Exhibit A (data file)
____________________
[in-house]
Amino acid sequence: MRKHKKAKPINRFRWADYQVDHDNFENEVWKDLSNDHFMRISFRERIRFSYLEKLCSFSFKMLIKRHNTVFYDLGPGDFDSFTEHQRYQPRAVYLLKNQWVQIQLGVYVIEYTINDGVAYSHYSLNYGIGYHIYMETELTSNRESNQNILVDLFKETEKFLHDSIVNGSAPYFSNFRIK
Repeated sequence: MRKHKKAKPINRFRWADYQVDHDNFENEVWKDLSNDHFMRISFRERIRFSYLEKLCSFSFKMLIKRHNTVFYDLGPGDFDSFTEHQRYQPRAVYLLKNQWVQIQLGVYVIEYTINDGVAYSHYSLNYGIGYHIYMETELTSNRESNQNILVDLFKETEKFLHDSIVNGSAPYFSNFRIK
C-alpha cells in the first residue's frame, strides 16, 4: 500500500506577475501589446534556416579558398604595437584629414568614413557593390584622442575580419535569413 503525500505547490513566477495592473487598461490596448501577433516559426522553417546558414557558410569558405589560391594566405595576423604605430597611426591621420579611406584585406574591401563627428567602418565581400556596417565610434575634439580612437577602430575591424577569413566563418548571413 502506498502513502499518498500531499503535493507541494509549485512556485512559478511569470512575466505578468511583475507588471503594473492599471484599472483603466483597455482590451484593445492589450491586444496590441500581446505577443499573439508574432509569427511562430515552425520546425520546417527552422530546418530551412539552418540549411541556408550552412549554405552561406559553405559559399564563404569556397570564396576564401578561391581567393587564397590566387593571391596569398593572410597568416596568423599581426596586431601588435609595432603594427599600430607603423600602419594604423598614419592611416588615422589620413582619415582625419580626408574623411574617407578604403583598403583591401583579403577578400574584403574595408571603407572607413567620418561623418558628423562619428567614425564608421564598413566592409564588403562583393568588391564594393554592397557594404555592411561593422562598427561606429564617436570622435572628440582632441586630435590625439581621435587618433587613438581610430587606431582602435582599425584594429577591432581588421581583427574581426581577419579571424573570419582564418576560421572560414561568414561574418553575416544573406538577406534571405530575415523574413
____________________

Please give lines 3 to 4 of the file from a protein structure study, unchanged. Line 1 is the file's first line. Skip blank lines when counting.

Repeated sequence: MRKHKKAKPINRFRWADYQVDHDNFENEVWKDLSNDHFMRISFRERIRFSYLEKLCSFSFKMLIKRHNTVFYDLGPGDFDSFTEHQRYQPRAVYLLKNQWVQIQLGVYVIEYTINDGVAYSHYSLNYGIGYHIYMETELTSNRESNQNILVDLFKETEKFLHDSIVNGSAPYFSNFRIK
C-alpha cells in the first residue's frame, strides 16, 4: 500500500506577475501589446534556416579558398604595437584629414568614413557593390584622442575580419535569413 503525500505547490513566477495592473487598461490596448501577433516559426522553417546558414557558410569558405589560391594566405595576423604605430597611426591621420579611406584585406574591401563627428567602418565581400556596417565610434575634439580612437577602430575591424577569413566563418548571413 502506498502513502499518498500531499503535493507541494509549485512556485512559478511569470512575466505578468511583475507588471503594473492599471484599472483603466483597455482590451484593445492589450491586444496590441500581446505577443499573439508574432509569427511562430515552425520546425520546417527552422530546418530551412539552418540549411541556408550552412549554405552561406559553405559559399564563404569556397570564396576564401578561391581567393587564397590566387593571391596569398593572410597568416596568423599581426596586431601588435609595432603594427599600430607603423600602419594604423598614419592611416588615422589620413582619415582625419580626408574623411574617407578604403583598403583591401583579403577578400574584403574595408571603407572607413567620418561623418558628423562619428567614425564608421564598413566592409564588403562583393568588391564594393554592397557594404555592411561593422562598427561606429564617436570622435572628440582632441586630435590625439581621435587618433587613438581610430587606431582602435582599425584594429577591432581588421581583427574581426581577419579571424573570419582564418576560421572560414561568414561574418553575416544573406538577406534571405530575415523574413